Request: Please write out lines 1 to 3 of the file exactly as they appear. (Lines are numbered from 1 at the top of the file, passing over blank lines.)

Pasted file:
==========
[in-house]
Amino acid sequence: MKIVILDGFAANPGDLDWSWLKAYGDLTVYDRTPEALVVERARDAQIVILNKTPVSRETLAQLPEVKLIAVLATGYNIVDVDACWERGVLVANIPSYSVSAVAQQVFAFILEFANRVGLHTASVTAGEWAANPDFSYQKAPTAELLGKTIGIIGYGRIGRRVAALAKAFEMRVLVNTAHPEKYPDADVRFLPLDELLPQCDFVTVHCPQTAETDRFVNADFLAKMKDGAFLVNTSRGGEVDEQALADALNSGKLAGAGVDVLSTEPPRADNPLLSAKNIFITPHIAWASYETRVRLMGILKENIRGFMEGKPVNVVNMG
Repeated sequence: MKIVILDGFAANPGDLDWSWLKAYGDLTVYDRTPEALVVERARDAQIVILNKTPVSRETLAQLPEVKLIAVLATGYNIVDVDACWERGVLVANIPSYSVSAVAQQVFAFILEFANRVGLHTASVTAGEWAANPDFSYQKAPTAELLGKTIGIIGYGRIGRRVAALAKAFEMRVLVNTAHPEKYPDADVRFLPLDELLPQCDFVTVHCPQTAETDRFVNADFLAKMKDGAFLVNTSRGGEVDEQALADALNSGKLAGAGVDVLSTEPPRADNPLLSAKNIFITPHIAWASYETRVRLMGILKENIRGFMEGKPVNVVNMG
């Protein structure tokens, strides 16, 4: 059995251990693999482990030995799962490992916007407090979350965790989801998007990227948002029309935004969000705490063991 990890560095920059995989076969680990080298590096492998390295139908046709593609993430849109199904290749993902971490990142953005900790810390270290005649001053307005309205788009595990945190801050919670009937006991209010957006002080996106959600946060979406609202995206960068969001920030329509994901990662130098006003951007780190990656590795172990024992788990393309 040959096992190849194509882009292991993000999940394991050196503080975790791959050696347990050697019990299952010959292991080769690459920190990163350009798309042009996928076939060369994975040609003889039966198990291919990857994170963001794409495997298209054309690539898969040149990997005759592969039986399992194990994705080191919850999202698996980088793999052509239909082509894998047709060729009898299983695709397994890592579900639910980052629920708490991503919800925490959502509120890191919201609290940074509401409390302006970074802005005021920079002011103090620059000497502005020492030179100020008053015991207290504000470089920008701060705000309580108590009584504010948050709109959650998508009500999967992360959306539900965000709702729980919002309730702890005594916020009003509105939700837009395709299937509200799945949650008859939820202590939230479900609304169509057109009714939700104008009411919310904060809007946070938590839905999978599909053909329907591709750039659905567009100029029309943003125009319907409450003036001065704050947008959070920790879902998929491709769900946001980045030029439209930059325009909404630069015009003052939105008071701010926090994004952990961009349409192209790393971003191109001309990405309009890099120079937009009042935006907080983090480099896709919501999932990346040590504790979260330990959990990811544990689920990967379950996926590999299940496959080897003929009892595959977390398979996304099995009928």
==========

[in-house]
Amino acid sequence: MKIVILDGFAANPGDLDWSWLKAYGDLTVYDRTPEALVVERARDAQIVILNKTPVSRETLAQLPEVKLIAVLATGYNIVDVDACWERGVLVANIPSYSVSAVAQQVFAFILEFANRVGLHTASVTAGEWAANPDFSYQKAPTAELLGKTIGIIGYGRIGRRVAALAKAFEMRVLVNTAHPEKYPDADVRFLPLDELLPQCDFVTVHCPQTAETDRFVNADFLAKMKDGAFLVNTSRGGEVDEQALADALNSGKLAGAGVDVLSTEPPRADNPLLSAKNIFITPHIAWASYETRVRLMGILKENIRGFMEGKPVNVVNMG
Repeated sequence: MKIVILDGFAANPGDLDWSWLKAYGDLTVYDRTPEALVVERARDAQIVILNKTPVSRETLAQLPEVKLIAVLATGYNIVDVDACWERGVLVANIPSYSVSAVAQQVFAFILEFANRVGLHTASVTAGEWAANPDFSYQKAPTAELLGKTIGIIGYGRIGRRVAALAKAFEMRVLVNTAHPEKYPDADVRFLPLDELLPQCDFVTVHCPQTAETDRFVNADFLAKMKDGAFLVNTSRGGEVDEQALADALNSGKLAGAGVDVLSTEPPRADNPLLSAKNIFITPHIAWASYETRVRLMGILKENIRGFMEGKPVNVVNMG